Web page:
Mammal Survey in Aldersbrook Exchange Lands

On Friday 29th August 2014, Darren Tansley, Water for Wildlife Officer for the Essex Wildlife Trust, and Tim Harris, from the Wren Wildlife and Conservation Group, set out 30 small mammal traps in the Aldersbrook Exchange Lands. This is the site of the old Redbridge Southern Sewage Works and now is mostly part of Epping Forest, with a central area belonging to Thames Water Authority. (for more information on the site, click here)

The traps used were Longworth Traps, which are designed to trap small mammals live so that they may be examined. Even when the trap is sprung there is a small hole for very small mammals to escape; Shrews need to eat continually, or they will die.

This operation was on behalf of our local Wren Wildlife and Conservation Group, and the following morning Darren gave ten Wren Group members some fascinating insights into the behaviour of voles, mice and shrews. The catch was four Wood Mice (2 males, 1 female and 1 that escaped before being sexed!) and a single Field Vole. There was also plenty of evidence of shrew activity, with both Common Shrew and Pygmy Shrew likely to be on site.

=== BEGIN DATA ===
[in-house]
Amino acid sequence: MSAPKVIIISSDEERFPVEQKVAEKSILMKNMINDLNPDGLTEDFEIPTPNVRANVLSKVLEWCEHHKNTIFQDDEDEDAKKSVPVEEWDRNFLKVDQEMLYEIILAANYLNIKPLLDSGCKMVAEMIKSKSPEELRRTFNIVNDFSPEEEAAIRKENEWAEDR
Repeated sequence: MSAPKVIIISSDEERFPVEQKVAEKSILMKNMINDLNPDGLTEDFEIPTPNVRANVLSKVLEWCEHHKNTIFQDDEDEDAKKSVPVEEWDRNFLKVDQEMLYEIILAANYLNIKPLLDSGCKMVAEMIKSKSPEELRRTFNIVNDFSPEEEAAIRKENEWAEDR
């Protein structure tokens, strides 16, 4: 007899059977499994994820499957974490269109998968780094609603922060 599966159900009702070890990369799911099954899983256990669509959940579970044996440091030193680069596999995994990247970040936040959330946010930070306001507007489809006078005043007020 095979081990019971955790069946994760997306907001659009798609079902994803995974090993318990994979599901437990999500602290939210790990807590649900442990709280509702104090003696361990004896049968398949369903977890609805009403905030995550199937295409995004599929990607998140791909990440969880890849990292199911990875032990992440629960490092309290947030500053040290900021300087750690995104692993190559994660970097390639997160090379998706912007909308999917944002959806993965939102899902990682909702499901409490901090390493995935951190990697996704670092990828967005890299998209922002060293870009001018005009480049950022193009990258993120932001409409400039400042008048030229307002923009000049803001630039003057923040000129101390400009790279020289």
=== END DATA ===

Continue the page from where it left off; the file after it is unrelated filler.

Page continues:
field vole rose cField Vole

wood mouse rose cWood Mouse

Darren raised a number of possibilities regarding the Exchange Lands. He thought there was a reasonable chance of Harvest Mice being present on the site. Apparently this species can colonise in only a few years of changed habitat status, and the site has been changing since it was closed as a sewage works in 1978 and later redeveloped to become part of Epping Forest in the 1990s. He also thought the Roding margins were worth checking for Water Shrews. And then, of course, there are Water Voles and Otters to look out for. Water Voles used to be a common inhabitant of the Roding adjacent to this site as well as through Wanstead Park. They became scarce by the early 1990s, although one was seen in 1998 and again in mid July, 2004. Since then, I have not heard of any being present. This may well be due to the presence of American Mink. Otters, however, are now not far upstream, and there have been one or two unconfirmed reports of sighting in the Roding by Wanstead Park, so surely it is only a matter of time?


Information supplied by Tim Harris - Photos by Rose Stephens

Paul Ferris, 1st September 2014